What has your
Saint Michael's experience been like, in particular your experience
as a biology major?
Saint Michael's has been the perfect place for me to pursue an
education. The combination of an Edmundite tradition and diversity
of programs cemented my decision to attend and has influenced my
happiness since. As a double major in history and biology I have
always had the support of my professors who demonstrate that
anything's possible with hard work.
Within the Biology department, I've been able to both focus in on
the environmental biology track while still being exposed to other
avenues within biology. Having a minor in environmental studies has
added depth to my experience. Everything we study here is
interrelated, which is a microcosm for the liberal arts environment
of the college overall. I am energized by making links between
disciplines and ideas.
Explain your research project.
This past summer was exciting, rewarding, and fun. I received a
grant funded by the National Science Foundation from the Vermont
Experimental Program to Stimulate Competitive Research (EPSCoR) to
work with Professor McCabe and five other Saint Michael's students
on the Streams Project. We
took samples of macroinvertebrates from Vermont streams in the Lake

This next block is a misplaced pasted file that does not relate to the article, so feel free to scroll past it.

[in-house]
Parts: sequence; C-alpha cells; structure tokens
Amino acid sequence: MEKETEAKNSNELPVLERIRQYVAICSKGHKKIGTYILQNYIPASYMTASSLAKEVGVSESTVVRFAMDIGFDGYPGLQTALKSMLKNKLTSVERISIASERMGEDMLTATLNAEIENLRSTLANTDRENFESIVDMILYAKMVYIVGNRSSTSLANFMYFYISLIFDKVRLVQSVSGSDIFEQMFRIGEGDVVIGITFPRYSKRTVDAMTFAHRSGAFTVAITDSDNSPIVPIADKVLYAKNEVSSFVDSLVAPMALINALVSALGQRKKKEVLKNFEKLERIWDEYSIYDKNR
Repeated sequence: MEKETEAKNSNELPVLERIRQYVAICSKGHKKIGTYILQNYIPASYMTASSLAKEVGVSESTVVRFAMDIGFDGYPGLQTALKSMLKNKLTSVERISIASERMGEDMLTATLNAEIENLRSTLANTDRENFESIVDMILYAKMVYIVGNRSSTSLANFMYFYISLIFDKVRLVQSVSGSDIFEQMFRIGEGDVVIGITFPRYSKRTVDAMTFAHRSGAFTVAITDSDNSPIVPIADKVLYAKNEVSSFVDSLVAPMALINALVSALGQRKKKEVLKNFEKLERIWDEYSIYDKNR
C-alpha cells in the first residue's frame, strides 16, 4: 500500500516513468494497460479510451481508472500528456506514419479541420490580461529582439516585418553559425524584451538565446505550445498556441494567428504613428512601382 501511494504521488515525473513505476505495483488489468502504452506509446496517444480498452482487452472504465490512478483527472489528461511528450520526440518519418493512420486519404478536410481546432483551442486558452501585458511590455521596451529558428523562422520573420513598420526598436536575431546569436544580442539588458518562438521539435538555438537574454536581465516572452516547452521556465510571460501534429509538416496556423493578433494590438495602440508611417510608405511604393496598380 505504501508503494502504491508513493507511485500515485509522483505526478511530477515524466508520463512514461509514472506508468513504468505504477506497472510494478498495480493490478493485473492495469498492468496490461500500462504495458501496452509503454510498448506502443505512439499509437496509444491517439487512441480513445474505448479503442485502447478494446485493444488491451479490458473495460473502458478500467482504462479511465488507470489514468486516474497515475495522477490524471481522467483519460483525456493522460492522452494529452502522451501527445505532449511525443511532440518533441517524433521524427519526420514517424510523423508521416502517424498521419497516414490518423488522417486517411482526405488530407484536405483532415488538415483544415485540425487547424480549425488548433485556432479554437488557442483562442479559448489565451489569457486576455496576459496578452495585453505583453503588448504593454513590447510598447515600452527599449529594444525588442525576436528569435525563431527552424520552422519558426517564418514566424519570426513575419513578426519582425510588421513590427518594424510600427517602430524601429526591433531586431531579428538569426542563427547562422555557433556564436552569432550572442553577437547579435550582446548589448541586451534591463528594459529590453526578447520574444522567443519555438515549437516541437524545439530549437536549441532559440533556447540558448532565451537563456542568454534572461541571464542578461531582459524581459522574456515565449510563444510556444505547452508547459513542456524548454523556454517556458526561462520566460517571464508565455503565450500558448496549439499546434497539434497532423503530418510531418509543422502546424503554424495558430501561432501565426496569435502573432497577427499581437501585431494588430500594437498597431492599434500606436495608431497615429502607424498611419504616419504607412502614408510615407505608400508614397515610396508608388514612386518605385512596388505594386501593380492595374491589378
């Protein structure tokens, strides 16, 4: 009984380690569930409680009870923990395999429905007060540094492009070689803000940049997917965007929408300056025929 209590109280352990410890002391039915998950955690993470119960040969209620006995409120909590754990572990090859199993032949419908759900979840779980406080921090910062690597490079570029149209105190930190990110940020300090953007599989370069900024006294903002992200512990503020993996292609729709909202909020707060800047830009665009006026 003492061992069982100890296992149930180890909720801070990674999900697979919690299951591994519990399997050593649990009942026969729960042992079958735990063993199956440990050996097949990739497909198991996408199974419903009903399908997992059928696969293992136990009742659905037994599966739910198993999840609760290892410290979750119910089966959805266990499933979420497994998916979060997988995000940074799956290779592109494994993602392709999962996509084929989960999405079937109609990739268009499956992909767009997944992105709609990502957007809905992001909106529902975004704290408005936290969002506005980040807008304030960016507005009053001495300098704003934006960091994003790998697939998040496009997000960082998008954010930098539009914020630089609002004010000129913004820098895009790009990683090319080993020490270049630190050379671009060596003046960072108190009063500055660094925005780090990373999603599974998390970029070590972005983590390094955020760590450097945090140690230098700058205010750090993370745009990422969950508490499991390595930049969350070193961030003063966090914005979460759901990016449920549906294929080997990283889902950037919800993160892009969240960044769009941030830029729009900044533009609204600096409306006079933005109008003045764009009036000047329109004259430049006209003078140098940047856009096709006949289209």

Champlain watershed and identified the organisms using taxonomic
keys. We mastered valuable skills. Our results will serve as an
indication of the streams' health because invertebrate groups can
only live in certain conditions; dissolved oxygen, pollution levels,
suspended sediment, and particles in the water all contribute to the
livability of the stream. The sites vary due to land use
classifications of agricultural, urban, or forested. Each member of
the team will produce an original research project from our work, to
be presented in April 2009. We are eager to contribute to expanding
the involvement in undergraduate research at Saint Michaelís.
I know that the skills I learned on this project will influence my
future work; attention to detail and determination play a huge role
in the keying process. Simply having experience of identifying
macroinvertebrates is marketable. It can definitely be an
intimidating or frustrating task, especially for someone just
starting out. The really unique element of this internship was that
we taught students and teachers from 12 area schools the techniques
that the Vermont Department of Environmental Conservation uses in
their Biomonitoring efforts. We've also built a website from photos
of the macroinvertebrates we collected to be used as a teaching
What are you planning to do after you graduate?
There are many ways to combine my passions of history and biology in
an enthusiastic and informed environment to participate in a larger
social context. Working with high school students and teachers on
the Streams Project gave me hands-on experience with non-traditional
teaching opportunities similar to those I would like to have in my
career. The Streams Project internship was vital in narrowing the
field of study to pursue on the graduate level that would fit my
experience and interest.